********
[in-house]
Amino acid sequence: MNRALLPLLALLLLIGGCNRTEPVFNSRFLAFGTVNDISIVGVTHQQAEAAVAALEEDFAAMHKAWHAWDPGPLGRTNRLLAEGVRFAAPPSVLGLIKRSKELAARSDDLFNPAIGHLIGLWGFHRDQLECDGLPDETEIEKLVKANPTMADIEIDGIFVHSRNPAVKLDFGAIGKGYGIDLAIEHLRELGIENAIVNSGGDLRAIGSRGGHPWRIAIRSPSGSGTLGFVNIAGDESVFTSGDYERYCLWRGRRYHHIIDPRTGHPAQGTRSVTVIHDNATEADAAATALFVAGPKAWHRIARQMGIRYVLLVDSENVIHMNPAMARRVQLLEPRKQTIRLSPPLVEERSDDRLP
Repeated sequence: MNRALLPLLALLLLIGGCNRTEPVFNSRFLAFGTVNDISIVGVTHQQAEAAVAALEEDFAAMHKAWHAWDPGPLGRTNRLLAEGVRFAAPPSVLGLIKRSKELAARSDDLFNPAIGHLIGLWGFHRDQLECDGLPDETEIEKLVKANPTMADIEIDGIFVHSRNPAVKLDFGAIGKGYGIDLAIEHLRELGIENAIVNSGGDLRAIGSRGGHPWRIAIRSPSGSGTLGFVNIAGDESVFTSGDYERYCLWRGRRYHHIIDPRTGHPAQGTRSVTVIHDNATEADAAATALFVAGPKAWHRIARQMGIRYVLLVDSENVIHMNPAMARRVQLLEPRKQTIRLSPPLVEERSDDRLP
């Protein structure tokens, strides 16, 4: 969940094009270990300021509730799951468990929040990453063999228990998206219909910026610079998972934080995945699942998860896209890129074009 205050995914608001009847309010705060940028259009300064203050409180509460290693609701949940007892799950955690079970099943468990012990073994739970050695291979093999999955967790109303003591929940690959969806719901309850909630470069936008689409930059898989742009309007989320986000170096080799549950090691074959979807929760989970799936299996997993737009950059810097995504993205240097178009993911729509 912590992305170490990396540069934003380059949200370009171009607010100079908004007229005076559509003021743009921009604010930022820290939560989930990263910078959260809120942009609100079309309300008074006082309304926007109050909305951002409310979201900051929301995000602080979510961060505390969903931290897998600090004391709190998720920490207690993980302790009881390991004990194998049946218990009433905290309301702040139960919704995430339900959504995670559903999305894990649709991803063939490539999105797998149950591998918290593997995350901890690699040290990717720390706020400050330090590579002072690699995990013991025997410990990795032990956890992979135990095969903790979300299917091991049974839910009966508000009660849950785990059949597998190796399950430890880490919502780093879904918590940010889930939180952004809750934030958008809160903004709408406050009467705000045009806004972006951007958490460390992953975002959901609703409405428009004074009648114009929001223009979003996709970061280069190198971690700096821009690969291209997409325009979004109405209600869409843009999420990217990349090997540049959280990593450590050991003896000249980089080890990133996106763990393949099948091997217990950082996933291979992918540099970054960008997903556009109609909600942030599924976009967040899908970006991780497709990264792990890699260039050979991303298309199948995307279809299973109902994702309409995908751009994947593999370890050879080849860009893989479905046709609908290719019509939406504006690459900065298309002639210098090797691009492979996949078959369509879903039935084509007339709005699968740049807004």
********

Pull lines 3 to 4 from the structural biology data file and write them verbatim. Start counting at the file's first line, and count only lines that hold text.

Repeated sequence: MNRALLPLLALLLLIGGCNRTEPVFNSRFLAFGTVNDISIVGVTHQQAEAAVAALEEDFAAMHKAWHAWDPGPLGRTNRLLAEGVRFAAPPSVLGLIKRSKELAARSDDLFNPAIGHLIGLWGFHRDQLECDGLPDETEIEKLVKANPTMADIEIDGIFVHSRNPAVKLDFGAIGKGYGIDLAIEHLRELGIENAIVNSGGDLRAIGSRGGHPWRIAIRSPSGSGTLGFVNIAGDESVFTSGDYERYCLWRGRRYHHIIDPRTGHPAQGTRSVTVIHDNATEADAAATALFVAGPKAWHRIARQMGIRYVLLVDSENVIHMNPAMARRVQLLEPRKQTIRLSPPLVEERSDDRLP
């Protein structure tokens, strides 16, 4: 969940094009270990300021509730799951468990929040990453063999228990998206219909910026610079998972934080995945699942998860896209890129074009 205050995914608001009847309010705060940028259009300064203050409180509460290693609701949940007892799950955690079970099943468990012990073994739970050695291979093999999955967790109303003591929940690959969806719901309850909630470069936008689409930059898989742009309007989320986000170096080799549950090691074959979807929760989970799936299996997993737009950059810097995504993205240097178009993911729509 912590992305170490990396540069934003380059949200370009171009607010100079908004007229005076559509003021743009921009604010930022820290939560989930990263910078959260809120942009609100079309309300008074006082309304926007109050909305951002409310979201900051929301995000602080979510961060505390969903931290897998600090004391709190998720920490207690993980302790009881390991004990194998049946218990009433905290309301702040139960919704995430339900959504995670559903999305894990649709991803063939490539999105797998149950591998918290593997995350901890690699040290990717720390706020400050330090590579002072690699995990013991025997410990990795032990956890992979135990095969903790979300299917091991049974839910009966508000009660849950785990059949597998190796399950430890880490919502780093879904918590940010889930939180952004809750934030958008809160903004709408406050009467705000045009806004972006951007958490460390992953975002959901609703409405428009004074009648114009929001223009979003996709970061280069190198971690700096821009690969291209997409325009979004109405209600869409843009999420990217990349090997540049959280990593450590050991003896000249980089080890990133996106763990393949099948091997217990950082996933291979992918540099970054960008997903556009109609909600942030599924976009967040899908970006991780497709990264792990890699260039050979991303298309199948995307279809299973109902994702309409995908751009994947593999370890050879080849860009893989479905046709609908290719019509939406504006690459900065298309002639210098090797691009492979996949078959369509879903039935084509007339709005699968740049807004």